Lead-Lag Pump Control
Lift stations use a basic concept called lead-lag pump control. The definition of lead-lag pump control is simple: one pump acts as the 'lead pump', and will be the only pump operating until the water level, or demand, gets high enough for the 'lag pump(s)' to engage. When the pumps move enough liquid, they shut off and then alternate roles. A lag pump now becomes the lead and vice versa.
A pump controller reads inputs from float switches or continuous level sensors to trigger the pumps to turn on and off. An alternator switches the pumps' roles to evenly dole out assignments. Hour meters track the total run time for each pump and then displays that information to the lift station operator.
This pumping method does a few things. First, it balances the pumps' run time to reduce maintenance. Second, it boosts reliability since there is always a backup pump in the event that one fails. However, it has the unintended consequence of masking problems. Since the backup pump keeps things moving, problems will sometimes go unnoticed until both pumps are down.
Lead-lag pump control is commonly done with two pumps, in what is known as, a duplex-pump station. This is the most common type of pump station. However, there are many pump stations with three and four pumps as well, known as triplex and quadplex pump stations respectively.
Duplex Pump Control
Most lift stations are duplex pumping stations. These are typically closest to homes and businesses. As the lines from duplex lift stations converge, more pumps are added and triplex and quadplex stations are installed to handle the increased flow.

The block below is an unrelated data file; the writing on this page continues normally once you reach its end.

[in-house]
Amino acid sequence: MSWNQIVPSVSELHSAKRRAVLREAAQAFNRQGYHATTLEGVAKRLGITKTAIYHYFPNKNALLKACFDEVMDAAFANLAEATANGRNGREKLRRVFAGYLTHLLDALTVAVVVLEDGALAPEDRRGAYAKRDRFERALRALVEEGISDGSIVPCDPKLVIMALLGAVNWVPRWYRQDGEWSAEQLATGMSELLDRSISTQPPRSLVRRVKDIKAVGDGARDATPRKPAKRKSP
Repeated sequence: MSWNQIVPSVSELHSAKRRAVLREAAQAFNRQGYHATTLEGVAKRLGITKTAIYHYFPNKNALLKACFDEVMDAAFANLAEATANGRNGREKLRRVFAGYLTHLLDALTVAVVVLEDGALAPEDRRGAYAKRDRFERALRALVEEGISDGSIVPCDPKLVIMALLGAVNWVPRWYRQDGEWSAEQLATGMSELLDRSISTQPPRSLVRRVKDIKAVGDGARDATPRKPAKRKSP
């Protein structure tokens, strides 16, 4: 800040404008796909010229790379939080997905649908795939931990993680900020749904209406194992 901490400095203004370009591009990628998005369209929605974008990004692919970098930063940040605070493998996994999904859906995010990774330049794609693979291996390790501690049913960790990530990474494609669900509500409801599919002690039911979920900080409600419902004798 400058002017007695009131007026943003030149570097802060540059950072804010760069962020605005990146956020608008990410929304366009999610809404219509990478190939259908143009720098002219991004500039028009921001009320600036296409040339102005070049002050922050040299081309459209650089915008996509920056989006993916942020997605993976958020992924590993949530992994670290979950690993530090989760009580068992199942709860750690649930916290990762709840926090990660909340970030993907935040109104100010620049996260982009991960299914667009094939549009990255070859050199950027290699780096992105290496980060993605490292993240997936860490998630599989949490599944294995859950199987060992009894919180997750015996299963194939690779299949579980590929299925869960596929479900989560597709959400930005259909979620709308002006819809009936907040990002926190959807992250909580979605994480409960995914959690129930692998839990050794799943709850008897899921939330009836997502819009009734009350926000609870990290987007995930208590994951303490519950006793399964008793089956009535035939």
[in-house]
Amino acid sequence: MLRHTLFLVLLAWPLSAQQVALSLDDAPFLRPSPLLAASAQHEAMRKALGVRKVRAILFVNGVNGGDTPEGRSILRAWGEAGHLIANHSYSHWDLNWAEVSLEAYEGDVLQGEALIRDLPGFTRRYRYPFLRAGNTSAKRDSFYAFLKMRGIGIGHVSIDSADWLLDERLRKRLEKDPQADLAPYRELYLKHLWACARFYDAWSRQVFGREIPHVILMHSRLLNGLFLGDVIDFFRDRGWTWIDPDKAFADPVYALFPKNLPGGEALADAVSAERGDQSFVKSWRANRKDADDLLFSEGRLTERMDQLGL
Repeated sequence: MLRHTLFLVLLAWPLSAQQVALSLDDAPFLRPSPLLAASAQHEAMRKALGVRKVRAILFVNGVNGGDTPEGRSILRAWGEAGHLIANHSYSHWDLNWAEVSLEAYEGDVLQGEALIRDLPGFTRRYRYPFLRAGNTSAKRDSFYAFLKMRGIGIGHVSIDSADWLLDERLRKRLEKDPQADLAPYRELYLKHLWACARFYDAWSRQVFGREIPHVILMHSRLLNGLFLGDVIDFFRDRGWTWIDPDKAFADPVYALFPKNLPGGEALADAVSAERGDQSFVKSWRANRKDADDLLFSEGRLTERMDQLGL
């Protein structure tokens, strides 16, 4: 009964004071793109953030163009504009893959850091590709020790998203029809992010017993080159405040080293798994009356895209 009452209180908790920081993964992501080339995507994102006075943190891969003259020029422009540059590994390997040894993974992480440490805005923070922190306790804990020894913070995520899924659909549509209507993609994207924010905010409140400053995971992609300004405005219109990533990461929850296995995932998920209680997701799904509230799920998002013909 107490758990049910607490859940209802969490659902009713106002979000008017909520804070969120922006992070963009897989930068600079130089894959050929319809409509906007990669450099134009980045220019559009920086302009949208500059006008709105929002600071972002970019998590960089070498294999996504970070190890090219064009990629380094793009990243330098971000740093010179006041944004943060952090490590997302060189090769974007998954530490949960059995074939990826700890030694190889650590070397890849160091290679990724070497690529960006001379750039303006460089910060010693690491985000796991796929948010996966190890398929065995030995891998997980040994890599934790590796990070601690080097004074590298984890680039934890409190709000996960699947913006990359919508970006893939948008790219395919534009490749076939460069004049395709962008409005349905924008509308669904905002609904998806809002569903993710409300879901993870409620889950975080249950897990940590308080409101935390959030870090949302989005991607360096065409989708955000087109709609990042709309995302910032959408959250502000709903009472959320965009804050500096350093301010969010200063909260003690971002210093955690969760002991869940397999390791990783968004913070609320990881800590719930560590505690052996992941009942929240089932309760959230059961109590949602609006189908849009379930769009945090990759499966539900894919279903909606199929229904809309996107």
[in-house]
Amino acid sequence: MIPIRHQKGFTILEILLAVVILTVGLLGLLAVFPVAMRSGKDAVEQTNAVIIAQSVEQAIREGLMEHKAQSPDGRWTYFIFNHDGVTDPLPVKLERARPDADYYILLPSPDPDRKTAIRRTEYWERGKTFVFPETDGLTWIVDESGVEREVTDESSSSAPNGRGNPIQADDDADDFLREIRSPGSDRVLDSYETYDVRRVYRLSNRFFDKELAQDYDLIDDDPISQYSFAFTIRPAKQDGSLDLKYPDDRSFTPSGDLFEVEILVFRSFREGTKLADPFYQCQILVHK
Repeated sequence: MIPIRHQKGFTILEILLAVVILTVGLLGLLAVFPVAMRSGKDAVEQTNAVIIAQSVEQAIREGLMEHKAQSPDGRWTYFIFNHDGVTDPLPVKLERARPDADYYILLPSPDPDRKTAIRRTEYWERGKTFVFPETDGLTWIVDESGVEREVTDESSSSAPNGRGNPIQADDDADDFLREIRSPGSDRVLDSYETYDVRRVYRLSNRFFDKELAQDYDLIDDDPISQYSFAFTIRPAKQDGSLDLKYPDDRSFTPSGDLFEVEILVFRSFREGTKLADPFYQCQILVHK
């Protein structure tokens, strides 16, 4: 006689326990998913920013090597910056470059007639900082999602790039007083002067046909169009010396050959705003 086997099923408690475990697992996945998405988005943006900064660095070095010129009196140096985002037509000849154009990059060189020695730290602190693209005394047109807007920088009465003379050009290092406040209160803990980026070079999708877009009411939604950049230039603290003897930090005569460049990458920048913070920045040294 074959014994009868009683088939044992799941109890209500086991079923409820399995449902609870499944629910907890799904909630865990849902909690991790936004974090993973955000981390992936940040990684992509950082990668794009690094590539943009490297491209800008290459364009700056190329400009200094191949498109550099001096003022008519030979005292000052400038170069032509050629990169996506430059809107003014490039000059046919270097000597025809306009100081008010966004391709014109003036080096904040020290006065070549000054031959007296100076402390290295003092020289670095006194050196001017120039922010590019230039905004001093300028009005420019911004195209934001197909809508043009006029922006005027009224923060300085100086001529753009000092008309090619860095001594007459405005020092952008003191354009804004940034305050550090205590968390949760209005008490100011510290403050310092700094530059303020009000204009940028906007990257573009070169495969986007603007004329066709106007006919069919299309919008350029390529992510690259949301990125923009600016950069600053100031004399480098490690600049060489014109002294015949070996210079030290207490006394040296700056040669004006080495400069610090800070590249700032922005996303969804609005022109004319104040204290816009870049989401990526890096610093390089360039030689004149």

Duplex pump control is the simplest lead-lag scenario, with one lead and one lag. The control system can be fairly simplistic. Older duplex pump controls may consist of four float switches mounted one above another in a wet well. The bottom float turns the pumps off, the next float turns the lead pump on, the next float turns the lag pump on, and the top float sounds an alarm.
Modern duplex pump control can include the following:
- Continuous level transmitters, flow sensors, and pressure transducers
- Pump controls
- Variable Frequency Drives (VFDs)
- Grinder pumps or screens
- Condition monitoring
- Redundant controls
A duplex control system can be either very simple or quite complex depending on the needs of the particular installation. The controls can be a purpose-built pump control panel, a PLC, or programmable I/O controllers. ControlByWeb's peer-to-peer and expandable I/O features offer lift station controls engineers a few distinct advantages.